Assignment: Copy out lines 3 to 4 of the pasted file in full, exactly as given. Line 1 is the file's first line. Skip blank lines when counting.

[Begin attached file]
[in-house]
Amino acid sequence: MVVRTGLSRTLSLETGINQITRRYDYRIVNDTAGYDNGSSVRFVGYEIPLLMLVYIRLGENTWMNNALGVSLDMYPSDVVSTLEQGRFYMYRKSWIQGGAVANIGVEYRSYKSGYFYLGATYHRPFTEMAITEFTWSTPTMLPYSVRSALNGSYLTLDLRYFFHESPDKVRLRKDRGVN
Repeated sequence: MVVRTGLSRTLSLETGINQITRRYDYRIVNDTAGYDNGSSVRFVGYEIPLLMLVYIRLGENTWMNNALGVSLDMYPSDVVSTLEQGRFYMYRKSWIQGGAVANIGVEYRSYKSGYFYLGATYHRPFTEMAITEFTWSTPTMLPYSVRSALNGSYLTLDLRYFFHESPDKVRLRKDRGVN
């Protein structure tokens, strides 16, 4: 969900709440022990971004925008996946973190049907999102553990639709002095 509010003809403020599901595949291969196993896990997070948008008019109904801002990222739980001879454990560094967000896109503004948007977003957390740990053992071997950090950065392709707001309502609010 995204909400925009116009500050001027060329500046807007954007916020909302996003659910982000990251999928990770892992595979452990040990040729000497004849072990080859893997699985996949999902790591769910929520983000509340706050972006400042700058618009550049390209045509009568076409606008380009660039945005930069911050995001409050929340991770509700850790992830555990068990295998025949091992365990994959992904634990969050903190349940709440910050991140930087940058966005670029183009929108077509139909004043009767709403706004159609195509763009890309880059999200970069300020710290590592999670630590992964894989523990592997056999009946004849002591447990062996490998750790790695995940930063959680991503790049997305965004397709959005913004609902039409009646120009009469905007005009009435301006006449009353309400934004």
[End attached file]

Repeated sequence: MVVRTGLSRTLSLETGINQITRRYDYRIVNDTAGYDNGSSVRFVGYEIPLLMLVYIRLGENTWMNNALGVSLDMYPSDVVSTLEQGRFYMYRKSWIQGGAVANIGVEYRSYKSGYFYLGATYHRPFTEMAITEFTWSTPTMLPYSVRSALNGSYLTLDLRYFFHESPDKVRLRKDRGVN
């Protein structure tokens, strides 16, 4: 969900709440022990971004925008996946973190049907999102553990639709002095 509010003809403020599901595949291969196993896990997070948008008019109904801002990222739980001879454990560094967000896109503004948007977003957390740990053992071997950090950065392709707001309502609010 995204909400925009116009500050001027060329500046807007954007916020909302996003659910982000990251999928990770892992595979452990040990040729000497004849072990080859893997699985996949999902790591769910929520983000509340706050972006400042700058618009550049390209045509009568076409606008380009660039945005930069911050995001409050929340991770509700850790992830555990068990295998025949091992365990994959992904634990969050903190349940709440910050991140930087940058966005670029183009929108077509139909004043009767709403706004159609195509763009890309880059999200970069300020710290590592999670630590992964894989523990592997056999009946004849002591447990062996490998750790790695995940930063959680991503790049997305965004397709959005913004609902039409009646120009009469905007005009009435301006006449009353309400934004």